Is it Time to Quit Working From Home? One Writer’s Adventures in Coworking

Working from home
Share to Facebook Share to Twitter

Last summer, I started a new job that had me working from home 100 percent of the time.

While I’d had some remote-work flexibility in the past, this was the first time I’d be doing it every day.

I wouldn’t even have an office to go to if I wanted to, as our entire team here at Edgar is scattered across the continent.

When I tell people about my job, the usual response is some mix of envy and disbelief. If I had a nickel for every time I heard someone say, “Oh, I could get so much done if I just worked from home!” I would have a whole sack of nickels.

But they’re not wrong. I definitely have a better work-life balance working from home than I did when I went into an office all the time. But it doesn’t happen automatically.

And a big part of my productivity comes from getting out of the house when I can.

Finding all the comforts of home

Treating my work-from-home situation as anything less than an office job made my work suffer. When my body is in “couch mode,” my mind ends up there as well. Plus, working from the couch was hell on my posture.

I quickly set up a dedicated office space to work from, and my work (and neck) showed immediate improvement.

But it turns out that sitting in an empty house all day can still be a pretty lonely affair.

I realized that there were times when I could literally go for days without speaking to another human being, and as much as I love my dog, she is not a great coworker.

I needed to change things up. So I decided to join a coworking space: Indy Hall in Philadelphia.

What’s a coworking space?

A coworking space is a place for people who work remotely to come together and share an office-type environment. As I write this, I’m surrounded by people who work for different companies, each working on different things.

There’s a group at one of the lunch tables nearby having a passionate and fascinating chat about physics. Earlier, I met some architects who were happy to give me a sneak peek at a new building going up in my neighborhood. And, most importantly for me, there are other writers around who are more than happy to talk shop.

If you’re the sort of person who prefers working in the silence of a library, maybe a coworking space isn’t for you. But I need that buzz in the air.

It makes me feel like I’m a part of something creative, which inspires me to be more productive.

And if that buzz becomes distracting, I have a nice pair of headphones to make it all vanish.

Maximizing the social network

Being part of Indy Hall has also proven to be a powerful networking tool. Upon signing up, I immediately felt like part of this network of entrepreneurs, innovators, and DIYers who were often looking for ways to collaborate.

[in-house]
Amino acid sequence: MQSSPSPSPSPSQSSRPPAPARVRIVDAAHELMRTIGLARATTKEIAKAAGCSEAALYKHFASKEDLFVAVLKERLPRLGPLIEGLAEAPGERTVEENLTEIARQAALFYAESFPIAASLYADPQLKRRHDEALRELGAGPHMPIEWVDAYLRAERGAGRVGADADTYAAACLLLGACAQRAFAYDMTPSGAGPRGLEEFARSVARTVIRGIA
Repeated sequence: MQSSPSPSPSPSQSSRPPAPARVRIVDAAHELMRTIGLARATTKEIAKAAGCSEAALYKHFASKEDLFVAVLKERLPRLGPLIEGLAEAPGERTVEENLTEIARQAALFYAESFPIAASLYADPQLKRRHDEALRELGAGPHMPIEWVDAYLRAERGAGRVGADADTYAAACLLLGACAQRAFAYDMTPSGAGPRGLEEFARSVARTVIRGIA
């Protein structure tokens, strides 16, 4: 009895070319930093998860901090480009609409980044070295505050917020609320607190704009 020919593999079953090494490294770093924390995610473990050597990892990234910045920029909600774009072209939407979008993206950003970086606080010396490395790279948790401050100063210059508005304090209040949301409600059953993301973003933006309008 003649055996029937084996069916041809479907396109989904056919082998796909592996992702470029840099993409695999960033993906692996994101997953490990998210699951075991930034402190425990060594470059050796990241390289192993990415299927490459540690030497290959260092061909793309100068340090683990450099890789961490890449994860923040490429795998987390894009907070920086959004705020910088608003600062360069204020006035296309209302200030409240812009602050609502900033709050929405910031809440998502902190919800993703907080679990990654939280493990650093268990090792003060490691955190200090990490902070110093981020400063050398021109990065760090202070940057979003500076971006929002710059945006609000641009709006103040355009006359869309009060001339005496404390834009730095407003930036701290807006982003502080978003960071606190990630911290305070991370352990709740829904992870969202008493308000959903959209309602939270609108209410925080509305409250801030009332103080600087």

If you’re looking to add to your freelance workload, a coworking space could be a ready source of opportunity.

It’s also a cool way to learn new things. We have a Slack channel that serves as an ongoing skill swap. (Although joining a slack team with over 300 members made it really important for me to reinvent my Slack habits!) I’ve seen baking lessons exchanged for coding lessons, a photoshop tutorial swapped for an intro to recording software, and a whole group of people band together to take up rock climbing.

We also have regular “show and tell” events where our coworkers share what they’re working on. The last one featured discussions on comic books, social media monitoring apps and independent pro wrestling. We’re a little eclectic — and I wouldn’t want it any other way.

How to find your ideal coworking space

Every coworking space I’ve visited has a distinct personality reflected in its decor.

I shopped around a bit before choosing mine, and had the opportunity to see a space in Austin that’s used by another Edgar team member. While coworking spaces are still scarce in many cities, it’s safe to assume that you’ll have some options for finding the right fit for your tastes.

My spot has a hip industrial look with lots of exposed concrete, while other spots looked straight out of some high-end tech company, giant bean-bag chairs and all.

Maybe looks don’t matter to you as long as you have a space to be productive. But imagine yourself hosting a business meeting there. Does it reflect the way you’d want other people to think about you and your business? Will you be forced to meet in a converted closet, or are there actual conference rooms for you to use?

And, most of all: Does the space inspire you?

Beyond just the looks of the place, take note of ergonomic considerations. Are there options for where to sit, and what kinds of chairs to sit on? Or are there standing desks available, if that’s what you’re into? Make sure the space you choose will be as comfortable to work in as it is cool to look at, because you’re going to be spending a lot of time there.

Ready to start coworking?

If you have the ability to work from home even a few days a week, but you find it difficult, lonely, or a little boring to sit home alone each day, you should definitely consider joining a coworking spot.

It’s an easy way to inject some excitement or spontaneity into an otherwise dull schedule. It infuses a little extra motivation into your remote workdays. You get to meet interesting people, work in a nice space, and potentially collaborate with other creative individuals.